Cameron Huddleston: 7 Financial Tasks You Should Tackle Right Now

Sandra Block and Lisa Gerstner: How to Profit From Your Passion

Susan Scutti: A Simple Blood Test Might Soon Diagnose Cancer

Chris Weller: Have A Slow Metabolism? Let Science Speed It Up For You

The Kosher Gourmet by Diane Rossen Worthington Whitefish Terrine: A French take on gefilte fish

April 9, 2014

Jonathan Tobin: Why Did Kerry Lie About Israeli Blame?

Samuel G. Freedman: A resolution 70 years later for a father's unsettling legacy of ashes from Dachau

Jessica Ivins: A resolution 70 years later for a father's unsettling legacy of ashes from Dachau

Kim Giles: Asking for help is not weakness

Kathy Kristof and Barbara Hoch Marcus: 7 Great Growth Israeli Stocks

Matthew Mientka: How Beans, Peas, And Chickpeas Cleanse Bad Cholesterol and Lowers Risk of Heart Disease

Sabrina Bachai: 5 At-Home Treatments For Headaches

The Kosher Gourmet by Daniel Neman Have yourself a matzo ball: The secrets bubby never told you and recipes she could have never imagined

April 8, 2014

Lori Nawyn: At Your Wit's End and Back: Finding Peace

Susan B. Garland and Rachel L. Sheedy: Strategies Married Couples Can Use to Boost Benefits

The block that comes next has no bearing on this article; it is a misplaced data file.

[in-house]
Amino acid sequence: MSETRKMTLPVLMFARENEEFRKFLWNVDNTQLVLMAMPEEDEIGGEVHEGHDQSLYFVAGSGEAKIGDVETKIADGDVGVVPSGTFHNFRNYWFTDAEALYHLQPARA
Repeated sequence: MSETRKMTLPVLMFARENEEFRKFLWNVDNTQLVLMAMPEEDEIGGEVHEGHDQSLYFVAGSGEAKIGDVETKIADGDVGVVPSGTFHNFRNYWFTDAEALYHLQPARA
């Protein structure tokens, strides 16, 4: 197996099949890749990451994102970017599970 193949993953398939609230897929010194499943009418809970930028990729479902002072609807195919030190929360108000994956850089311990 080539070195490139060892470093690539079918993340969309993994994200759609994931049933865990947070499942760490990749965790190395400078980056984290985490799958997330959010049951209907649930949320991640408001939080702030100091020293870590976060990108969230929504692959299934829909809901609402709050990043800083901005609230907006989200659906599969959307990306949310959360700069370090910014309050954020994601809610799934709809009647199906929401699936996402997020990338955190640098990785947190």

David Muhlbaum: Smart Tax Deductions Non-Itemizers Can Claim

Jill Weisenberger, M.S., R.D.N., C.D.E : Before You Lose Your Mental Edge

Dana Dovey: Coffee Drinkers Rejoice! Your Cup Of Joe Can Prevent Death From Liver Disease

Chris Weller: Electric 'Thinking Cap' Puts Your Brain Power Into High Gear

The Kosher Gourmet by Marlene Parrish A gift of hazelnuts keeps giving --- for a variety of nutty recipes: Entree, side, soup, dessert

April 4, 2014

Rabbi David Gutterman: The Word for Nothing Means Everything

Charles Krauthammer: Kerry's folly, Chapter 3

Amy Peterson: A life of love: How to build lasting relationships with your children

John Ericson: Older Women: Save Your Heart, Prevent Stroke Don't Drink Diet

John Ericson: Why 50 million Americans will still have spring allergies after taking meds

Cameron Huddleston: Best and Worst Buys of April 2014

Stacy Rapacon: Great Mutual Funds for Young Investors